Another day, another dollar. Well, actually, another month, another issue of First Things . And the cost is more than a dollar¯a copy of the magazine will set you back $4.95 on the newsstand. Fortunately, it’s much cheaper to subscribe for a year , and cheaper still if you sign up only for an online subscription .

But, however you get a hold of the magazine, you’ll find that it’s worth it. This month’s issue , for instance, includes " What Is Anglicanism? " Written by Archbishop Henry Luke Orombi, the leader of the Anglican Church in Uganda, it’s one of the most important pieces First Things has ever published. The article sets out a definitive vision of the Anglican Communion¯not as a direct attack on America’s Episcopalians and other Anglicans in the West, but as a statement of what Anglicanism itself is and how it appears to the Africans who have emerged as the largest and most important components of the worldwide communion.

That’s this month’s free article, available even to nonsubscribers on our website. You’ll have to subscribe to read the rest¯beginning with Harvey Mansfield’s " How to Understand Politics ." An extension of work that Mansfield developed for this year’s prestigious Jefferson Lecture, the essay is a serious and profound argument about the inescapable role of thumos ¯spiritedness and human striving¯in political activity. More, it is a claim that, precisely because of the ambition necessarily and rightly involved in political activity, there is no resolution to the struggles of politics: no ultimate goal of some passionless governing.

Meanwhile, Richard B. Hays reviews Jesus of Nazareth . That, you may recall, is the new book by Benedict XVI. Hays, a leading American Bible scholar, is respectful of the pope’s ambitions in the book, but along the way he is unsparing toward what he sees as the book’s serious weaknesses.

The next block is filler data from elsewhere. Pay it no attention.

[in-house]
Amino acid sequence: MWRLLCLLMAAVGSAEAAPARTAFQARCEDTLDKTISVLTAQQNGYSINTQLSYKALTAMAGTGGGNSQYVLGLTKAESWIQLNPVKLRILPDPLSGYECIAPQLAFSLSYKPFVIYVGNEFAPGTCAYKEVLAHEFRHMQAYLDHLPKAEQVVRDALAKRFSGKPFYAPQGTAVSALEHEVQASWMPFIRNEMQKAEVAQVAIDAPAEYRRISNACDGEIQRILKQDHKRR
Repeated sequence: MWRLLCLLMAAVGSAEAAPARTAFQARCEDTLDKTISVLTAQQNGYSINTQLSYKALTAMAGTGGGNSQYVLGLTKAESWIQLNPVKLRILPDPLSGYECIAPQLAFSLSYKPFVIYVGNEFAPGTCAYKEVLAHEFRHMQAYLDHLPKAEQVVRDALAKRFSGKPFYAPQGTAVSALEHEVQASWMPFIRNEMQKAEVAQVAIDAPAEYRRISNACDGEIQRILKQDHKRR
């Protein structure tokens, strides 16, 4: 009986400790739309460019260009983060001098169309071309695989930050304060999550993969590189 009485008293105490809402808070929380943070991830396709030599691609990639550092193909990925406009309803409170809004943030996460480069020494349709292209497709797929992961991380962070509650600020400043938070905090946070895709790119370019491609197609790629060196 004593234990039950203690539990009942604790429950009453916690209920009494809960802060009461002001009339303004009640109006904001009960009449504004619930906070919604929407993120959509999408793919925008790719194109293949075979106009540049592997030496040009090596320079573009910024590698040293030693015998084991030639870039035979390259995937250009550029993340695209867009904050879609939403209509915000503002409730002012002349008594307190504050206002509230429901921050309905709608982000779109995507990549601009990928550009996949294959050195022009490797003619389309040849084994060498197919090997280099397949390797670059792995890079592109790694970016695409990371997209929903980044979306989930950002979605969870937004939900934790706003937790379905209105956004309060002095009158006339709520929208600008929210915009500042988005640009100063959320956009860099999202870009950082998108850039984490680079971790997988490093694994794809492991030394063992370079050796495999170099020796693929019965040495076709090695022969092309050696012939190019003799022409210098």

It’s hard to know in what order to mention all that this issue contains. There isn’t a weak spot in the lineup. In the book-review section, for example, we’ve got Victor Davis Hanson explaining the Battle of Lepanto , and one of the nation’s leading scholars, Joshua Mitchell, taking on the new biography of Alexis de Tocqueville .

But then, in the Opinion section, we’ve got two of our board members writing: Smith College’s Thomas Derr mocking the false claims of global-warming alarmists , and Timothy George on why and how evangelical scholars convert to Catholicism .

And then, in the Articles section, we’ve got Algis Valiunas in pursuit of French literature with " The Sacred Heart of Victor Hugo ," and the great American scholar George McKenna examining the roles of theology in the Civil War with " The Blue, the Gray, and the Bible ." We’ve even got " Work Song ," an important new poem from David Mason, one of the nation’s fastest-rising poets.

More, there’s serious exchanges in the Correspondence section between Sally Thomas and her critics on homeschooling, Vienna’s Cardinal Schönborn and his critics on evolution and design, and George Weigel and his critics on just war. And that’s to say nothing of Mark Movsesian’s fine review of Robert Kagan’s new book Dangerous Nation , or The Public Square , the most popular feature of First Things , the monthly column by Richard John Neuhaus.

From top to bottom, it’s as strong an issue as we’ve ever put out. And it could be yours for just $4.95 and a long walk in this summer’s heat all the way down to the local newsstand. Why not save yourself some money and some effort by subscribing today ?

Articles by Joseph Bottum

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